Have you ever wanted to take charge of a commercial airliner and fly around the world? Well X-Plane is about as close to the real thing as you’re ever going to get on your PC. Claiming to be the world’s “most comprehensive, powerful simulator” it’s so accurate that the US and Canadian aviation authorities have given it official approval to train pilots towards their commercial licence.
Of course, those guys are not sat behind a PC in their bedroom - their training is done in a $150,000 simulator - but what they see is exactly what you get on your PC. What’s more, you’re not limited to Earth – in X-Plane you can even fly around Mars!
Firstly, be warned. X-Plane is one MASSIVE program. Don’t be fooled by the 1.8MB file size in the game description – that’s just the installer. Once you’ve installed that, a very swanky download dialogue opens to download the other 1.3 gigabytes of the game. All those scenarios, vectored graphics and flight controls take up a lot of hardrive space. Depending on your bandwidth, you will be looking at hours, if not days to download the whole thing.
In this X-Plane demo, you are limited to just one aircraft and five minutes of flight but in the full version, you can take control of props, jets, single- and multi-engine airplanes, as well as gliders, helicopters and VTOLs such as the V-22 Osprey and AV8-B Harrier. It also offers subsonic and supersonic flight dynamics, sporting aircraft from the Bell 206 Jet-Ranger helicopter and Cessna 172 light plane to the supersonic Concorde and Mach-3 XB-70 Valkyrie. In all, about 40 aircraft spanning the aviation industry (and history) with several hundred more which can be freely downloaded from the internet. There’s even a plane builder option which allows you to build your own model.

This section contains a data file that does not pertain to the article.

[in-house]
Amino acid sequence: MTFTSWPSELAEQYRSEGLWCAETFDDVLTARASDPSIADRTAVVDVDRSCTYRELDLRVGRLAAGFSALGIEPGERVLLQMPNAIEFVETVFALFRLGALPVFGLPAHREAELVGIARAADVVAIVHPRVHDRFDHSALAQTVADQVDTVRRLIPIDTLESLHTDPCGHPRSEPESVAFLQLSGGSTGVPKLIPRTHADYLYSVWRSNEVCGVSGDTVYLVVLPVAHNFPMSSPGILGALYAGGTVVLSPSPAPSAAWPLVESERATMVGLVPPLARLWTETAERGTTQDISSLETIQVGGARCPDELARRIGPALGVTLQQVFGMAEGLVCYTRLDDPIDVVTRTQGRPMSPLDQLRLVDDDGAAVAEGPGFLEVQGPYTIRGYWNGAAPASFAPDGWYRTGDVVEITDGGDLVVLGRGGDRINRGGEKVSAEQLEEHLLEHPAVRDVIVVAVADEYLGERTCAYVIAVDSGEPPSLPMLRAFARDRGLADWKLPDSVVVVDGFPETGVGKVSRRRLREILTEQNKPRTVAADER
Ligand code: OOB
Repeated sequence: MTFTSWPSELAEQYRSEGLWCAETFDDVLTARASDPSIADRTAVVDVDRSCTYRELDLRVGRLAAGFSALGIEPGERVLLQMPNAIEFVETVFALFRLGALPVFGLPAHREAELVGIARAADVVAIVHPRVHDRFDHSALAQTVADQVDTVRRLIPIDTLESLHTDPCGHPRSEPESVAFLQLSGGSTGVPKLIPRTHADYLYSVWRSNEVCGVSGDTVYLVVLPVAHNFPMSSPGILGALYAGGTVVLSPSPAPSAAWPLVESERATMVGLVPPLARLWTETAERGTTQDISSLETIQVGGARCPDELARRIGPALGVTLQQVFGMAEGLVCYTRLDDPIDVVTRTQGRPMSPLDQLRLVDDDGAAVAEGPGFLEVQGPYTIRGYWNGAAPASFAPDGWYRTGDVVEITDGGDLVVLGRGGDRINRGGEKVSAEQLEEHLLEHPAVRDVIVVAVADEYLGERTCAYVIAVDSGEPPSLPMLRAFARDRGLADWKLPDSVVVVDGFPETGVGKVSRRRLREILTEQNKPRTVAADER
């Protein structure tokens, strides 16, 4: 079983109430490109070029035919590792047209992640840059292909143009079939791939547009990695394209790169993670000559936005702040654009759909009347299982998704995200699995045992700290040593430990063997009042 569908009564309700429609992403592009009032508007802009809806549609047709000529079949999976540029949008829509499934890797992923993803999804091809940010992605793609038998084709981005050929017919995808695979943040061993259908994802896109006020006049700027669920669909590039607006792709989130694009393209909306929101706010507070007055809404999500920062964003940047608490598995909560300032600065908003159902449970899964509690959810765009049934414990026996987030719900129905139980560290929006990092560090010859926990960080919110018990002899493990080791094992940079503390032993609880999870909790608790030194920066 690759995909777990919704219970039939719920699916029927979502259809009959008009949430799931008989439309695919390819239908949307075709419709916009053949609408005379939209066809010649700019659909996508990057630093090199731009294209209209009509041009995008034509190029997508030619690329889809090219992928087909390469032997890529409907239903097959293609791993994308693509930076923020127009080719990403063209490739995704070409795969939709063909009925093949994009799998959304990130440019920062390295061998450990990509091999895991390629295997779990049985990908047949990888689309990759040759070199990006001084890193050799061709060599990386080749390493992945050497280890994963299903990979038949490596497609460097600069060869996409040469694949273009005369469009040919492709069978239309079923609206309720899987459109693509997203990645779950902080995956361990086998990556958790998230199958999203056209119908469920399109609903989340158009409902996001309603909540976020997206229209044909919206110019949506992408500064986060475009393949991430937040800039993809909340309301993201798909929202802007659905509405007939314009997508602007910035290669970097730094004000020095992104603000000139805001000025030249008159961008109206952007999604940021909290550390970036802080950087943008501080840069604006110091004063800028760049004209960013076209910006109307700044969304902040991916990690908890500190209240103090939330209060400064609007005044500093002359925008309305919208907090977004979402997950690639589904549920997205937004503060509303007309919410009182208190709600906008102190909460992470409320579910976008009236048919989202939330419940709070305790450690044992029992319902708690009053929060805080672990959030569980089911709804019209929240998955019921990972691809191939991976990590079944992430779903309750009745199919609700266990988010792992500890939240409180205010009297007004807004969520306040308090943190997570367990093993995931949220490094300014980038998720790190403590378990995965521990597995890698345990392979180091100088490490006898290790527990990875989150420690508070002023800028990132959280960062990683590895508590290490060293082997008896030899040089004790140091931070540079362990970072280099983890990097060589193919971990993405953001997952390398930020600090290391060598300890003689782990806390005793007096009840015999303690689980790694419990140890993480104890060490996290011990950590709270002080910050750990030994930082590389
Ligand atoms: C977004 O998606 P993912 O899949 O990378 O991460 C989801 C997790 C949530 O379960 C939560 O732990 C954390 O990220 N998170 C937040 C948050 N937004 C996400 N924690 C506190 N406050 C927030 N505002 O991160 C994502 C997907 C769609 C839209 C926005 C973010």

You can pretty much fly to any location around the world and choose from over 18,000 airports to test your landing and take-off skills. You can even test your mettle on aircraft carriers, helipads, frigates that pitch and roll in the waves, and oil rigs. X-Plane naturally features the whole range of weather conditions you might face and the plane reacts realistically to them. The graphics are vector based so they’re not exactly brilliant but they’re what you’d expect from a simulator .
The biggest problem you’ll have is working out how on earth to get started. X-Plane's controls are incredibly complex to mirror a real commercial airliner. I spent the best part of 10 minutes just sat on the runway trying to work out how to start the engines whilst Air Traffic Control went crazy at me. You are prompted with a few guidelines at how to get rolling (such as “hit spacebar to release the breaks”) although you’re not told how to start the engines.
There are so many switches and dials in the cockpit that there’s no knowing what to hit without studying the huge flight manual in detail. In the end, the best I managed was to race around the airport before crashing into and destroying a control tower, killing all on board. For those that do have more patience, they need merely move the mouse cursor to the top of the screen where a drop down menu will present access to preferences, instructions, control configuration and many other options.
For those that just want to fly free as a bird and admire the scenery, X-Plane is not for you. For those that want the challenge of mastering a real airliner or are training for a professional license, it’s the best program out there and will have you absorbed for hours.
- This is a recut of beta 7 that fixes Plane-Make crashing on startup on Windows